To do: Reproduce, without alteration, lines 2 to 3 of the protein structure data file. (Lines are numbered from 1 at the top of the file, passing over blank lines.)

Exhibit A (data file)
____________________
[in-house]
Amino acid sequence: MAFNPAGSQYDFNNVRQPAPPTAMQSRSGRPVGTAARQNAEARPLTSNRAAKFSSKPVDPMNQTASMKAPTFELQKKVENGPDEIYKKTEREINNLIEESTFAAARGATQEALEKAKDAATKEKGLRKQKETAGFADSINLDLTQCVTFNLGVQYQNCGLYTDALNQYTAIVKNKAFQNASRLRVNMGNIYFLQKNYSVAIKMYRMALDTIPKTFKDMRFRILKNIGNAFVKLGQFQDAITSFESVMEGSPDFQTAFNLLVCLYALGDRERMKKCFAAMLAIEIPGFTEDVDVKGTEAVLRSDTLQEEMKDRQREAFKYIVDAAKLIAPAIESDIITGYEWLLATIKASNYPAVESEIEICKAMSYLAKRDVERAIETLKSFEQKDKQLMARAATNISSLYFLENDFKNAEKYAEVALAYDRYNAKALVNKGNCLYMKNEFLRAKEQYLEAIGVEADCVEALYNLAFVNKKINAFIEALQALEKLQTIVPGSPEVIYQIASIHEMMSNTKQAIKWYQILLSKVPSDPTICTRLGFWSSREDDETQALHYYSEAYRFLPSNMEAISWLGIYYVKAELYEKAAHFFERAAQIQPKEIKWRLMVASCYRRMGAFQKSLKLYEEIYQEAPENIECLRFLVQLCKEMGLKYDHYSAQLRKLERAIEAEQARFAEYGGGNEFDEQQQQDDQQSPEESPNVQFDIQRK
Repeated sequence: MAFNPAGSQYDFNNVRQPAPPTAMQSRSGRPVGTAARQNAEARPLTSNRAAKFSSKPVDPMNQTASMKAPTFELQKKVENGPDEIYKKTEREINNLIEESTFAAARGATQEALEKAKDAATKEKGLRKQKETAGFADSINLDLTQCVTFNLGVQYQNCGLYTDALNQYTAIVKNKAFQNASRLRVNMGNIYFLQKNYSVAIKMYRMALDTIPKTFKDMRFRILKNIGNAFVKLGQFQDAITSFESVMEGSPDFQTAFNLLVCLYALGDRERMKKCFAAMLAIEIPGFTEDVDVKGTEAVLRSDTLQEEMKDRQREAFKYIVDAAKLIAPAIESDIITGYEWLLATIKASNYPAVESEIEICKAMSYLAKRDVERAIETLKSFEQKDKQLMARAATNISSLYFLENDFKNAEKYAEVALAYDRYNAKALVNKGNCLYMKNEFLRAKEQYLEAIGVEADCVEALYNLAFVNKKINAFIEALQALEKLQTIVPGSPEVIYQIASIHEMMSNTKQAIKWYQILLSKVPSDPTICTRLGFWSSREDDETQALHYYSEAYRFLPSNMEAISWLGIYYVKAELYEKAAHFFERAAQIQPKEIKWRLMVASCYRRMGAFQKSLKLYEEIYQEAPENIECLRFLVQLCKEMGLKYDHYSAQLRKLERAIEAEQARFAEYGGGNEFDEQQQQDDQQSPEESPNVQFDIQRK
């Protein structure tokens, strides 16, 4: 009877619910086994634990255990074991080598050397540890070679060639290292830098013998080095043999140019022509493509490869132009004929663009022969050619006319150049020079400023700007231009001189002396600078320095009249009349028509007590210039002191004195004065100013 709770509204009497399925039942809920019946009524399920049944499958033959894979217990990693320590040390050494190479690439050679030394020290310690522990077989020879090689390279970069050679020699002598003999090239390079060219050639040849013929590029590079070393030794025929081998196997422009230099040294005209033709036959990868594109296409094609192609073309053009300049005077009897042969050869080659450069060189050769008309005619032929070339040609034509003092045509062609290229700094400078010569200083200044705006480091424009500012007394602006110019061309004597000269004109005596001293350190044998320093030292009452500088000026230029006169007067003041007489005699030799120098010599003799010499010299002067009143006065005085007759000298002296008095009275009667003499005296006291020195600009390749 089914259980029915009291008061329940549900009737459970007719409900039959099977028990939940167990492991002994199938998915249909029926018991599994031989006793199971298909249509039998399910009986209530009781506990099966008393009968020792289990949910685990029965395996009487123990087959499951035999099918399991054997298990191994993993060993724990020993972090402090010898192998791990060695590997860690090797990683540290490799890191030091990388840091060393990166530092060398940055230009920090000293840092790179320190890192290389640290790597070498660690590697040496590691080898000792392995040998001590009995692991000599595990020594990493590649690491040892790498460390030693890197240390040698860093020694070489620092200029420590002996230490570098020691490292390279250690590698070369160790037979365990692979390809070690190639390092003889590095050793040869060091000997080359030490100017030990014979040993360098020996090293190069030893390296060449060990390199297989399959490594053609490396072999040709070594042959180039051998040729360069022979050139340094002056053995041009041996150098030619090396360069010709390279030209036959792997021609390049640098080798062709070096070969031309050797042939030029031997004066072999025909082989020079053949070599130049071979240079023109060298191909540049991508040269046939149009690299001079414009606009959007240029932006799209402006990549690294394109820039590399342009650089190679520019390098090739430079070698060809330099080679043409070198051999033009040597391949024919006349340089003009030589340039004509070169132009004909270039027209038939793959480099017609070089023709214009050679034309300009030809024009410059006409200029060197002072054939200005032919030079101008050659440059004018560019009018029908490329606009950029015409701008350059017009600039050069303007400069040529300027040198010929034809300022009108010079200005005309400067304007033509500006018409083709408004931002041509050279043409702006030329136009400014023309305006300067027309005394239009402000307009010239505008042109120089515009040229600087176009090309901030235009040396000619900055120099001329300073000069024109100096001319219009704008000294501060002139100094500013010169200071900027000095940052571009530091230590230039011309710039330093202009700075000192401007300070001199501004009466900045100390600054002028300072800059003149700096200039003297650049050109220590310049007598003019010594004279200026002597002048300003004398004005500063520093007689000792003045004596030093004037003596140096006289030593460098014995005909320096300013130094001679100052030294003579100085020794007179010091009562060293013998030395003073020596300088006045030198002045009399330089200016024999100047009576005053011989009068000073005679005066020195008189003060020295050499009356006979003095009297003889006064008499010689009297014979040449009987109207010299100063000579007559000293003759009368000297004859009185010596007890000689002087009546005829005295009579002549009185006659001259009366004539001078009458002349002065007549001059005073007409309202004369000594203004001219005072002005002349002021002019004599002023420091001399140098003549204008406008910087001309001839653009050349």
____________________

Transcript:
Amino acid sequence: MAFNPAGSQYDFNNVRQPAPPTAMQSRSGRPVGTAARQNAEARPLTSNRAAKFSSKPVDPMNQTASMKAPTFELQKKVENGPDEIYKKTEREINNLIEESTFAAARGATQEALEKAKDAATKEKGLRKQKETAGFADSINLDLTQCVTFNLGVQYQNCGLYTDALNQYTAIVKNKAFQNASRLRVNMGNIYFLQKNYSVAIKMYRMALDTIPKTFKDMRFRILKNIGNAFVKLGQFQDAITSFESVMEGSPDFQTAFNLLVCLYALGDRERMKKCFAAMLAIEIPGFTEDVDVKGTEAVLRSDTLQEEMKDRQREAFKYIVDAAKLIAPAIESDIITGYEWLLATIKASNYPAVESEIEICKAMSYLAKRDVERAIETLKSFEQKDKQLMARAATNISSLYFLENDFKNAEKYAEVALAYDRYNAKALVNKGNCLYMKNEFLRAKEQYLEAIGVEADCVEALYNLAFVNKKINAFIEALQALEKLQTIVPGSPEVIYQIASIHEMMSNTKQAIKWYQILLSKVPSDPTICTRLGFWSSREDDETQALHYYSEAYRFLPSNMEAISWLGIYYVKAELYEKAAHFFERAAQIQPKEIKWRLMVASCYRRMGAFQKSLKLYEEIYQEAPENIECLRFLVQLCKEMGLKYDHYSAQLRKLERAIEAEQARFAEYGGGNEFDEQQQQDDQQSPEESPNVQFDIQRK
Repeated sequence: MAFNPAGSQYDFNNVRQPAPPTAMQSRSGRPVGTAARQNAEARPLTSNRAAKFSSKPVDPMNQTASMKAPTFELQKKVENGPDEIYKKTEREINNLIEESTFAAARGATQEALEKAKDAATKEKGLRKQKETAGFADSINLDLTQCVTFNLGVQYQNCGLYTDALNQYTAIVKNKAFQNASRLRVNMGNIYFLQKNYSVAIKMYRMALDTIPKTFKDMRFRILKNIGNAFVKLGQFQDAITSFESVMEGSPDFQTAFNLLVCLYALGDRERMKKCFAAMLAIEIPGFTEDVDVKGTEAVLRSDTLQEEMKDRQREAFKYIVDAAKLIAPAIESDIITGYEWLLATIKASNYPAVESEIEICKAMSYLAKRDVERAIETLKSFEQKDKQLMARAATNISSLYFLENDFKNAEKYAEVALAYDRYNAKALVNKGNCLYMKNEFLRAKEQYLEAIGVEADCVEALYNLAFVNKKINAFIEALQALEKLQTIVPGSPEVIYQIASIHEMMSNTKQAIKWYQILLSKVPSDPTICTRLGFWSSREDDETQALHYYSEAYRFLPSNMEAISWLGIYYVKAELYEKAAHFFERAAQIQPKEIKWRLMVASCYRRMGAFQKSLKLYEEIYQEAPENIECLRFLVQLCKEMGLKYDHYSAQLRKLERAIEAEQARFAEYGGGNEFDEQQQQDDQQSPEESPNVQFDIQRK